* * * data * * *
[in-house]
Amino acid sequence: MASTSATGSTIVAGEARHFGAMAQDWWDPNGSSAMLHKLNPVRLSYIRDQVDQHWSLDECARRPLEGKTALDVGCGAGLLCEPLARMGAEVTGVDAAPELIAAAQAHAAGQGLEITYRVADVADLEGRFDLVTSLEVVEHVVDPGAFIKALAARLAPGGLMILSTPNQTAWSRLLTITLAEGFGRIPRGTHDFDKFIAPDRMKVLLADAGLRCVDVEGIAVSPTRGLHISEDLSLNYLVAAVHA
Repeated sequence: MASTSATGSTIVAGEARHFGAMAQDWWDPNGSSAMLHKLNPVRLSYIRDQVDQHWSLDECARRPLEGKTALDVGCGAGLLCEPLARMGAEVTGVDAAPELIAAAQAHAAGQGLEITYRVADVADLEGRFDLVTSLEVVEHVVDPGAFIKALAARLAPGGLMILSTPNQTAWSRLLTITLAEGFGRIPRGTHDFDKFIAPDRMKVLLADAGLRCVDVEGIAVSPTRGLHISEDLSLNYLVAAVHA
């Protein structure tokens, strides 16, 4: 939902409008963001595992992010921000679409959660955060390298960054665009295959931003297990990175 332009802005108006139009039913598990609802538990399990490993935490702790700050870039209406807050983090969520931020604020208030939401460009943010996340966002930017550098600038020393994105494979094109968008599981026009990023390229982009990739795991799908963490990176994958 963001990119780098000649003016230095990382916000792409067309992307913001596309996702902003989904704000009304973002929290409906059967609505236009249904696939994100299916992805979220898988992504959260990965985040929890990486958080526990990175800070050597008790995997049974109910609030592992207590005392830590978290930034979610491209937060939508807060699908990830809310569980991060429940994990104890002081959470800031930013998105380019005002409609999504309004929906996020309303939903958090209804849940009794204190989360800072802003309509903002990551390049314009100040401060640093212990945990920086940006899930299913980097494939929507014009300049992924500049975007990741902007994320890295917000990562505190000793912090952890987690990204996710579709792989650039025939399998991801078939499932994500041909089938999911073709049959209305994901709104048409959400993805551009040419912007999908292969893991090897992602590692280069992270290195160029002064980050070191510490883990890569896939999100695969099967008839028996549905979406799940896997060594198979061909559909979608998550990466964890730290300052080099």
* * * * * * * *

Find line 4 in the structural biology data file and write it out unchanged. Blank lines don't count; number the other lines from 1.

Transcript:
């Protein structure tokens, strides 16, 4: 939902409008963001595992992010921000679409959660955060390298960054665009295959931003297990990175 332009802005108006139009039913598990609802538990399990490993935490702790700050870039209406807050983090969520931020604020208030939401460009943010996340966002930017550098600038020393994105494979094109968008599981026009990023390229982009990739795991799908963490990176994958 963001990119780098000649003016230095990382916000792409067309992307913001596309996702902003989904704000009304973002929290409906059967609505236009249904696939994100299916992805979220898988992504959260990965985040929890990486958080526990990175800070050597008790995997049974109910609030592992207590005392830590978290930034979610491209937060939508807060699908990830809310569980991060429940994990104890002081959470800031930013998105380019005002409609999504309004929906996020309303939903958090209804849940009794204190989360800072802003309509903002990551390049314009100040401060640093212990945990920086940006899930299913980097494939929507014009300049992924500049975007990741902007994320890295917000990562505190000793912090952890987690990204996710579709792989650039025939399998991801078939499932994500041909089938999911073709049959209305994901709104048409959400993805551009040419912007999908292969893991090897992602590692280069992270290195160029002064980050070191510490883990890569896939999100695969099967008839028996549905979406799940896997060594198979061909559909979608998550990466964890730290300052080099």